Prague, 25 February 1997 (RFE/RL) -- With the International Monetary Fund keeping $185 million in stand-by credits from Uzbekistan until key market reforms are implemented, President Islam Karimov readily admits that changes are needed to avert disaster for Uzbek agriculture.
Karimov told RFE/RL recently that his resolve to push forward with political and economic reforms is "unshakable." But Central Asian analysts and foreign economists say they have serious doubts about Karimov's desire to end his control over the country's main cash crop -- cotton.
Years of centrally-planned cotton farming has decimated Uzbekistan's environment. The fertility of most farm soil has been depleted by continuous cotton planting to fuel Soviet-era textile mills. Irrigation for the crop is cited as a key reason behind the draining of the Aral Sea. The use of that water also has been steadily increasing the content of salt in Uzbek soil.
It appears likely that the country's over-dependency on the crop will continue, at least for the near future. The sketchy farm data provided by Tashkent shows that cotton accounted for about 75 percent of all dollar earnings on exports last year.
Attempts have been made in the past two years to increase grain production. But the program is now cited as an example of waste.
Most disturbing to foreign advisors is the fact that almost nothing has been done to dismantle Tashkent's inefficient system of centrally-planned farming. Uzbekistan's current agriculture policies resemble those of the Soviet-era "Goszakaz" system more than an emerging competitive market.
Cotton and grain production quotas are still set by the state. Students, children, industrial workers, soldiers, clerks and drivers are still required to work in the fields picking cotton for a symbolic wage.
The state owns nearly all land because, for now, private ownership of land continues to be prohibited.
There has been no restitution of land to its historic pre-communist owners. The small private gardens and subsistence plots that make up one-fifth of the country's farmland are leased from the state. The rest of the agricultural land is leased to the large state-owned farms.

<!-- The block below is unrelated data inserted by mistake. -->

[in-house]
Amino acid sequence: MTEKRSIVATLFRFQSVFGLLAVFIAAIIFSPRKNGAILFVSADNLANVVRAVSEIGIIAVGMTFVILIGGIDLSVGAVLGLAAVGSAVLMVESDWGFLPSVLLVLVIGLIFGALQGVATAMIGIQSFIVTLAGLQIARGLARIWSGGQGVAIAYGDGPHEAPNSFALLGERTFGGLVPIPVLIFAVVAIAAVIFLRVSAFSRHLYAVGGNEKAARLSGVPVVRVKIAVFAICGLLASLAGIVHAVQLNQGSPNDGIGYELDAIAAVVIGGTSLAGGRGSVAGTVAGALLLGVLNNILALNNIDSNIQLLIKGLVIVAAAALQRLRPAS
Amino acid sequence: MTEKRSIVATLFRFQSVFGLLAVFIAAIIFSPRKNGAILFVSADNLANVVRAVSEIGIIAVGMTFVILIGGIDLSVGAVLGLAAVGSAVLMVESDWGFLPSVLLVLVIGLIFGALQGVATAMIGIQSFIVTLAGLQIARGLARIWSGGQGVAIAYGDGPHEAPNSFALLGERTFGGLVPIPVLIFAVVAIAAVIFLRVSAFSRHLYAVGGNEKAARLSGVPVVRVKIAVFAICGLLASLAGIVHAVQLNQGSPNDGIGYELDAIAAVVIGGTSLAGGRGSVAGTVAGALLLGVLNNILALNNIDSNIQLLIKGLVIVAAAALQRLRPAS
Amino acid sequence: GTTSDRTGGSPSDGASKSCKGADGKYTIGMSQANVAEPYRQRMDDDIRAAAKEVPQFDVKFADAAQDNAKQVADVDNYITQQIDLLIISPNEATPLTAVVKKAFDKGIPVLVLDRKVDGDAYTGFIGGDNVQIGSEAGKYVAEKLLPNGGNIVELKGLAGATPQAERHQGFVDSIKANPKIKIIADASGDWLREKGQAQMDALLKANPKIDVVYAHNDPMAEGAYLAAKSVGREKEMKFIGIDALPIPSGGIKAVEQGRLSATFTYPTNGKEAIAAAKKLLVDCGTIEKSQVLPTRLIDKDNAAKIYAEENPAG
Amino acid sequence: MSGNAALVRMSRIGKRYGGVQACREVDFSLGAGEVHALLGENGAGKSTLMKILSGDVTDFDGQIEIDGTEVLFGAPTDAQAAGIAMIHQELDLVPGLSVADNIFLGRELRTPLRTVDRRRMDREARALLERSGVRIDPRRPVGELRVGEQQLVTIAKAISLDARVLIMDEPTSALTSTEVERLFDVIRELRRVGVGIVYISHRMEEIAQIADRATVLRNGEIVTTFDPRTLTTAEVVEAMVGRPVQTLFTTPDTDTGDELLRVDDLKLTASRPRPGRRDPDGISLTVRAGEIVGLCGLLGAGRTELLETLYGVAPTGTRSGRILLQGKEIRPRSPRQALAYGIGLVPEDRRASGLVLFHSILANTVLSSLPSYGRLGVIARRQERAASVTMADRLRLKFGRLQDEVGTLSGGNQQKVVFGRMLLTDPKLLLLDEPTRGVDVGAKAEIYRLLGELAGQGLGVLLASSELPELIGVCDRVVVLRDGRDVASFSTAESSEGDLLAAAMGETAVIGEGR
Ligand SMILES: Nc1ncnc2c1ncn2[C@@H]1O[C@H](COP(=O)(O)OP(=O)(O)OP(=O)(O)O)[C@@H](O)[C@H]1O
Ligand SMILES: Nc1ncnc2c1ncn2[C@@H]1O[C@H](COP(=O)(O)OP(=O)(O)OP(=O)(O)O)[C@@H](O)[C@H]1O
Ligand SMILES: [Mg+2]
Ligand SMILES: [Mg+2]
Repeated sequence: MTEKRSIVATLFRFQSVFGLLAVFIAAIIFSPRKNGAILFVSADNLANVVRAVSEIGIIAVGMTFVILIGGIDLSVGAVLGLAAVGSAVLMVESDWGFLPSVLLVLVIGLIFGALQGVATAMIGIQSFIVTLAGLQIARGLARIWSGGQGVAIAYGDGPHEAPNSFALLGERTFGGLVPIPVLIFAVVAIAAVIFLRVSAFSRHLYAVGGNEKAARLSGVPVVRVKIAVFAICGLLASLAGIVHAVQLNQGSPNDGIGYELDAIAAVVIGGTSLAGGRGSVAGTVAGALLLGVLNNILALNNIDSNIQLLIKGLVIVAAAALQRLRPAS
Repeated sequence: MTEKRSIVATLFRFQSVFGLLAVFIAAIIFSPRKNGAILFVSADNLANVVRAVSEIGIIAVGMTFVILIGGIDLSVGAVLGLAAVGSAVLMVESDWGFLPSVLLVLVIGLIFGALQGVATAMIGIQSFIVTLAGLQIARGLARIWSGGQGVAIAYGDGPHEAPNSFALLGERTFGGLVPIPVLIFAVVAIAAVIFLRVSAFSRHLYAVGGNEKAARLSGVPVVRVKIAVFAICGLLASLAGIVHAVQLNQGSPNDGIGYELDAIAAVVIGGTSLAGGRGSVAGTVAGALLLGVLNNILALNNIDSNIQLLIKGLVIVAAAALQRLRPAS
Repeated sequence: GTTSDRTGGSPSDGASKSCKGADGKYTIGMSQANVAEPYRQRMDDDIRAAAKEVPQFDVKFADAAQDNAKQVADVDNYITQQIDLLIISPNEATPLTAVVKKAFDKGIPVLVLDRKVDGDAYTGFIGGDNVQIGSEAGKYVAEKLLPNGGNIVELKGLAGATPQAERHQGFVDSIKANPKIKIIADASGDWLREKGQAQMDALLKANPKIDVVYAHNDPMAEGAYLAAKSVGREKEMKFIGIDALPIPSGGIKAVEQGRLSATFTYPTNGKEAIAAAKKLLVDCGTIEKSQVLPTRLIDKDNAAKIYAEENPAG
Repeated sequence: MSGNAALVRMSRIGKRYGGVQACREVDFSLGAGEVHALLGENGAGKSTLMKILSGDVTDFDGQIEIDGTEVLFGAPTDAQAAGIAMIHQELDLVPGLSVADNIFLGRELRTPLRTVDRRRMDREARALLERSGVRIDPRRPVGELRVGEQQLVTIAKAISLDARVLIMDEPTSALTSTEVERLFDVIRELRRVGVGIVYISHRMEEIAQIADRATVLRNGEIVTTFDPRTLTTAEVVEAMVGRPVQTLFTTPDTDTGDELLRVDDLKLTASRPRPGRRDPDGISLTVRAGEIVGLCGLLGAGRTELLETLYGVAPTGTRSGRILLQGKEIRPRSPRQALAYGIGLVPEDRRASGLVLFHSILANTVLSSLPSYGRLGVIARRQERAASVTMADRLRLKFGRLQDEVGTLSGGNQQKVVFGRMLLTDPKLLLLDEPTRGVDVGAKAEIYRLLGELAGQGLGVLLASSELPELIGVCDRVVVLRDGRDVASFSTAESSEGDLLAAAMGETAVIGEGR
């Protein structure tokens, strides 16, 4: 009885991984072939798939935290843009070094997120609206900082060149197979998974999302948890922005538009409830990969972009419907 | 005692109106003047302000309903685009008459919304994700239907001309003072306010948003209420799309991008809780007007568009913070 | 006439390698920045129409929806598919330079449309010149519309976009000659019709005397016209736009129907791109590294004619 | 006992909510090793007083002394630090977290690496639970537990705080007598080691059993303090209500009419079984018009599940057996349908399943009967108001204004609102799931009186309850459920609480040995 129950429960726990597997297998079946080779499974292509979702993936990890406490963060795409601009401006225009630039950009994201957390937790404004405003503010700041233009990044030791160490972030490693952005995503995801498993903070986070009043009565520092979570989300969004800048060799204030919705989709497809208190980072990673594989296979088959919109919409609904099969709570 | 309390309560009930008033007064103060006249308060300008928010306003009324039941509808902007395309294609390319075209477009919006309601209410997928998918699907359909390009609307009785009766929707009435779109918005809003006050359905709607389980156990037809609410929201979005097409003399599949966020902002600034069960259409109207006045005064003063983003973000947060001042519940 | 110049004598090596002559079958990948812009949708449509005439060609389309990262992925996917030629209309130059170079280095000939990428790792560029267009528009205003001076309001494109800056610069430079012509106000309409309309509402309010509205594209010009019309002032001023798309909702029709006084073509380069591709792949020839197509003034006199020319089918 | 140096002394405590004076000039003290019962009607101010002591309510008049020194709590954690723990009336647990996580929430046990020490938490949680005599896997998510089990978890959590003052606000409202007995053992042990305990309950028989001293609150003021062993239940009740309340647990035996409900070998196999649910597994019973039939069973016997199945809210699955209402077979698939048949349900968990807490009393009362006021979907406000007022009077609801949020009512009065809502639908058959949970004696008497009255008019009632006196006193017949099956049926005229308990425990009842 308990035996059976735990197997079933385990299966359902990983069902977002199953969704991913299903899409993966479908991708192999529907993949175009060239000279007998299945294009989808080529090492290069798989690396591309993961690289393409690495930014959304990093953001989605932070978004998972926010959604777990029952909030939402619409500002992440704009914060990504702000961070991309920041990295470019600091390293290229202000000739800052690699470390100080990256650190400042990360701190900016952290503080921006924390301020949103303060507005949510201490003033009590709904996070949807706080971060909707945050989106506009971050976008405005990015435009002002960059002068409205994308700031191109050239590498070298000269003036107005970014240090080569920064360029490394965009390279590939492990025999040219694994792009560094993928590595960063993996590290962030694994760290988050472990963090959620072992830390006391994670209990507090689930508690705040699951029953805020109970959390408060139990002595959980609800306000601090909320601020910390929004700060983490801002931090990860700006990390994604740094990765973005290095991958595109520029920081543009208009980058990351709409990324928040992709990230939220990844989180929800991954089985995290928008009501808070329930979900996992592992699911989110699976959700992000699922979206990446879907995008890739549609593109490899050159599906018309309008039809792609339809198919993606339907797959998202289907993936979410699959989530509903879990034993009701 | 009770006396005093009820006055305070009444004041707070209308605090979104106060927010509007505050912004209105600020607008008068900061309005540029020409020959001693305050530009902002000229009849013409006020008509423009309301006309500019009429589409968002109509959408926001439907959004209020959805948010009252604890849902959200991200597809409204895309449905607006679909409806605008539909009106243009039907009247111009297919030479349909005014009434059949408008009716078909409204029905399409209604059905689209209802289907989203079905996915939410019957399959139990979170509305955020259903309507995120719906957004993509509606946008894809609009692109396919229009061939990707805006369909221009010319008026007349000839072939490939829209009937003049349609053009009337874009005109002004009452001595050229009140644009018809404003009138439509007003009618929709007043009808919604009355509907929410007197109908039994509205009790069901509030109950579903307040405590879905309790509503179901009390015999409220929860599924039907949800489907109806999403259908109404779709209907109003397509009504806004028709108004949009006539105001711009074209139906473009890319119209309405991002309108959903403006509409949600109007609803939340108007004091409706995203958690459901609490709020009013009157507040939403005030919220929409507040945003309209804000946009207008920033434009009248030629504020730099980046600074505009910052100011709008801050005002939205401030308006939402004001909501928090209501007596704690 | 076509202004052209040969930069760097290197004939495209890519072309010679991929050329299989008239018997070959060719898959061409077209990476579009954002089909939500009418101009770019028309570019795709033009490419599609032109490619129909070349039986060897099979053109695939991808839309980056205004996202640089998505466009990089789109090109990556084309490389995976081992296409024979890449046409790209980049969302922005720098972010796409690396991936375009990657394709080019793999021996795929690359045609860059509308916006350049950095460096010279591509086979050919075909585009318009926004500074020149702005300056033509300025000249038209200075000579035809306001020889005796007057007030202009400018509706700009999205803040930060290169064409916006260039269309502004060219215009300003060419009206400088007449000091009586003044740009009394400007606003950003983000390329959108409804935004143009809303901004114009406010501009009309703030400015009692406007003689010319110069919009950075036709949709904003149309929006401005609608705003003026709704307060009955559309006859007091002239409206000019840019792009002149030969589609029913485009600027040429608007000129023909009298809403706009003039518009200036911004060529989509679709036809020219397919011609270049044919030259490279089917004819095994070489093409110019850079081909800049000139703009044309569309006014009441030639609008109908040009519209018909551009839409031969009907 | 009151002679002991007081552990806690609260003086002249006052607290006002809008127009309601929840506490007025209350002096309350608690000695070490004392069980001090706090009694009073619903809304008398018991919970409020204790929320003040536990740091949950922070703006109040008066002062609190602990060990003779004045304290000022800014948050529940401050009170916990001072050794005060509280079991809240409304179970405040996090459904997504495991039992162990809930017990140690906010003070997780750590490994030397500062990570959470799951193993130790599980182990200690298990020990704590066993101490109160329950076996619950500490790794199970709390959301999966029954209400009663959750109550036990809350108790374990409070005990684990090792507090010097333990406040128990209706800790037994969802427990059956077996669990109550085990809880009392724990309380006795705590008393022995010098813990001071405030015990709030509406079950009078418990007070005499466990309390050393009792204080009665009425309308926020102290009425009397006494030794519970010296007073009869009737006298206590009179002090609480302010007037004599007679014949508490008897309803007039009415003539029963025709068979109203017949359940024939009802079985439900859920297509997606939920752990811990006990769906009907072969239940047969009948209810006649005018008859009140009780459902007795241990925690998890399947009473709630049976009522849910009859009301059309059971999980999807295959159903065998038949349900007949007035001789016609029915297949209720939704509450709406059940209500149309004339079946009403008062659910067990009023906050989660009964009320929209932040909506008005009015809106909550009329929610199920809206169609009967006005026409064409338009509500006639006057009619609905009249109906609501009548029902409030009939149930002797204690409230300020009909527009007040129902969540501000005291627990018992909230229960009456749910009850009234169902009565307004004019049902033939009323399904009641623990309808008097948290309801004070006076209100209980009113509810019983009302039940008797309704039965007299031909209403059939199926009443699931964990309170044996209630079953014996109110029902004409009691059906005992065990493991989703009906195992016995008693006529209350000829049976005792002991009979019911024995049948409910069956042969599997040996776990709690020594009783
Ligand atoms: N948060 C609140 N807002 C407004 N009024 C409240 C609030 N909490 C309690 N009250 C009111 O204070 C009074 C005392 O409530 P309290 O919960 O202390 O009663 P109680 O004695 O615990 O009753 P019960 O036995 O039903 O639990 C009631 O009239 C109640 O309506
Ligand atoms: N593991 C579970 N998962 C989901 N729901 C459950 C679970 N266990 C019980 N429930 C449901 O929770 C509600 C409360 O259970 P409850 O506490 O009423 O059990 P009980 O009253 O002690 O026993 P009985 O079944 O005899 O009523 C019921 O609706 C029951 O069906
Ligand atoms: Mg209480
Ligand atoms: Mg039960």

Market mechanisms for agriculture in Uzbekistan are few and far between. Last year, about half of the cotton crop was sold at prices set by local bureaucrats. The other half was still purchased compulsorily under the old Communist-style "Goszakaz" system.
In fact, the major difference between the Soviet era and today's centrally-planned farms in Uzbekistan is that the state now sells its cotton procurements on the international market instead of to Soviet textile plants.
Most state farms in Uzbekistan have been transformed into cooperatives or so-called "joint-stock companies." But the state continues to own these farms. The European Bank for Reconstruction and Development (EBRD) says the restructuring has had little impact on the management and efficiency of Uzbekistan�s state farms.
Western analysts say the lack of market reforms has ensured the steady decline of the Uzbek agricultural sector since independence from the Soviet Union in 1991.
The Organization for Economic Cooperation and Development (OECD) recommends reforms that would not only allow private farmers to own land, but also create a sector-wide infrastructure so that those farmers can profit from their labor.
The OECD says development of transport, marketing, distribution, foreign trade and market price information systems all must be nurtured by policies that foster competition.
In the meantime, foreign economists say that Tashkent's efforts to suppress economic data make it difficult for them to accurately assess the extent of Uzbekistan's problems and the progress of market reforms. In an apparent effort to hide the extent of the sector's decay, Tashkent has not made important agriculture data available to the international financial institutions since 1993.
Despite these difficulties, the EBRD continues to invest money into reform projects in Uzbekistan. In its most recent project, the EBRD this month announced a $120 million credit facility to the National Bank of Uzbekistan and the Asaka Bank in Tashkent.
National Bank chairman Rustam Azimov said the money would help Uzbekistan develop its natural resources and improve its agricultural sector.
Azimov said that the most important aspect of the EBRD loan is that the banks would lend money to private businesses. He said this would contribute directly to the growth of a middle class in Uzbekistan, and thus, strengthen the country�s commitment to democracy.
This is part one of a four-part series on agricultural reform in Eastern Europe and the former Soviet republics.